Chinua Achebe’s early literary production included four novels in eight years. The first three, Things Fall Apart (1958), No Longer at Ease (1960), and Arrow of God (1964), together referred to as “the African Trilogy,” are constructed around precolonial and colonial Igbo society and postcolonial Nigeria. His fourth novel, A Man of the People (1966), went beyond the Umuofia-verse and is set in an unnamed African country in the early 60s, a period marked by Independence movements across the continent.
In that novel, party politics is the game and no longer would the quality of a man’s thought be gauged by what he says. The book famously “predicted” a military coup, the writer letting his imagination ponder the severity of tensions in the country since Independence in 1960. It’s now part of literary history, how his great contemporary J.P. Clark, having read an advance copy, burst into a room filled with Nigerian writers, and shouted, “Chinua, I know you are a prophet. Everything in this book has happened except a military coup!”
A coup, led by Major Chukwuma Kaduna Nzeogwu, would unravel only days afterwards. It was January 1966. A counter coup, which ousted Major General Aguiyi-Ironsi, followed in July. The tribal and political implications of these coups culminated in a war, the Nigerian forces against the secessionist Biafra, occupying the Eastern part of the country. Achebe, born in Ogidi to Igbo parents, fled the unsafe Lagos and took on an ambassadorial role for Biafra.
He stopped work on a novel he was writing, committing to more urgent forms like nonfiction and poetry. He won a Commonwealth Poetry Prize for the collection Beware, Soul Brother (1971), but it was his essays that helped broaden an era of new Africanist thinking, which sprung up as resistance to the politicking that threatened to undermine everything freedom was supposed to mean.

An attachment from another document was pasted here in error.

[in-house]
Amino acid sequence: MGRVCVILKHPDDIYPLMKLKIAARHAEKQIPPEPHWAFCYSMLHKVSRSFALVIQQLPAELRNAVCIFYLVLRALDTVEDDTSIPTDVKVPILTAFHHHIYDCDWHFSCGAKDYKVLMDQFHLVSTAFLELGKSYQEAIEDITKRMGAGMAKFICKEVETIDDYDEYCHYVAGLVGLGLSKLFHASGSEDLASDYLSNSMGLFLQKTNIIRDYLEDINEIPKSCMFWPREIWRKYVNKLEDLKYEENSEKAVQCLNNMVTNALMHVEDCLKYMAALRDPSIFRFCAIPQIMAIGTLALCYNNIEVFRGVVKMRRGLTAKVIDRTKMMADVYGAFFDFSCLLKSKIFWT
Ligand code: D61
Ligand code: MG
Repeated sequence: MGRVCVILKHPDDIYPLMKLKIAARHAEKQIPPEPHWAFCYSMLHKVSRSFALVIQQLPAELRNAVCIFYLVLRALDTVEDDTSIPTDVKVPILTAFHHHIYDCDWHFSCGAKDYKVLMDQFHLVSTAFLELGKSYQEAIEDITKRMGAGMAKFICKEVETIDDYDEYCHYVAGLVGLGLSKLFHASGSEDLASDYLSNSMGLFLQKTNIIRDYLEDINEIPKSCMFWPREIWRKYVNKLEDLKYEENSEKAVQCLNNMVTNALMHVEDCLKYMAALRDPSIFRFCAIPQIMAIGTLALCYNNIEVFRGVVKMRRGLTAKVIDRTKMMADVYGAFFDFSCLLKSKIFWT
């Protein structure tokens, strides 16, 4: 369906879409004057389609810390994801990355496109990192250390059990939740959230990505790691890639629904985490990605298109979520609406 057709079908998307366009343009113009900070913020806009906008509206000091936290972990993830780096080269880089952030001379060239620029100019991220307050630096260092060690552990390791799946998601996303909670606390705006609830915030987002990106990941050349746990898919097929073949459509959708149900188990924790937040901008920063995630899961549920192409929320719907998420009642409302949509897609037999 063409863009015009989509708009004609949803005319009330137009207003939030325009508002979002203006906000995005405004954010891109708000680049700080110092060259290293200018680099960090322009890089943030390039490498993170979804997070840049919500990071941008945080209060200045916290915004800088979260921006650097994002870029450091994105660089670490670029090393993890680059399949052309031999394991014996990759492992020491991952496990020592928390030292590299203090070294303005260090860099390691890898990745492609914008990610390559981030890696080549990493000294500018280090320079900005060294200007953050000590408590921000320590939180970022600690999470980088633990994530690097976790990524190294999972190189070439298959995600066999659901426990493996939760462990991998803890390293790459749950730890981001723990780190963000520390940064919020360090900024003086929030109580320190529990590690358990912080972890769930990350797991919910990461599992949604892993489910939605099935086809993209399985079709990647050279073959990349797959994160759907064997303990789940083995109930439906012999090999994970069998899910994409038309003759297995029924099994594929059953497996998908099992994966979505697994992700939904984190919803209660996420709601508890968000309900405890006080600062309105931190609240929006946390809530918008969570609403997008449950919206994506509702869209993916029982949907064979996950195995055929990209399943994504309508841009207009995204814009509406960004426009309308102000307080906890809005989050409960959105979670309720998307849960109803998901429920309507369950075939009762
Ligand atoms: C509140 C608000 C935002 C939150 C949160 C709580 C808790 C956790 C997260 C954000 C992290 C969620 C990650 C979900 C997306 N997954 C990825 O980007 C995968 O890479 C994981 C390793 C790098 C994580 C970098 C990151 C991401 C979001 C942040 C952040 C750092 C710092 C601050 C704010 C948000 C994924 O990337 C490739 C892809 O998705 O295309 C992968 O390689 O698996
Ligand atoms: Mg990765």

The deeply enlightening pamphlet The Trouble with Nigeria (1983), unarguably his most incisive thinking on the Nigerian condition, assumes an intensely critical voice—most times towards the country’s leaders—and in every listed Trouble such as “Tribalism” and “False Image of Ourselves,” the sharpness of his thought clarifies the obscure, making factual and psychological observations at every turn.
In the former piece, he notes the “strange thing that thing happened at our independence in 1960”:
Our national anthem, our very hymn of deliverance from British colonial bondage, was written for us by a British woman who unfortunately had not been properly briefed on the current awkwardness of the word tribe.
His argument was that, across the country, the unity and supposed brotherhood of its diverse peoples and philosophies was a farce. Less than six years after Independence, he wrote, “we were standing or sprawling on a soil soaked in fratricidal blood.”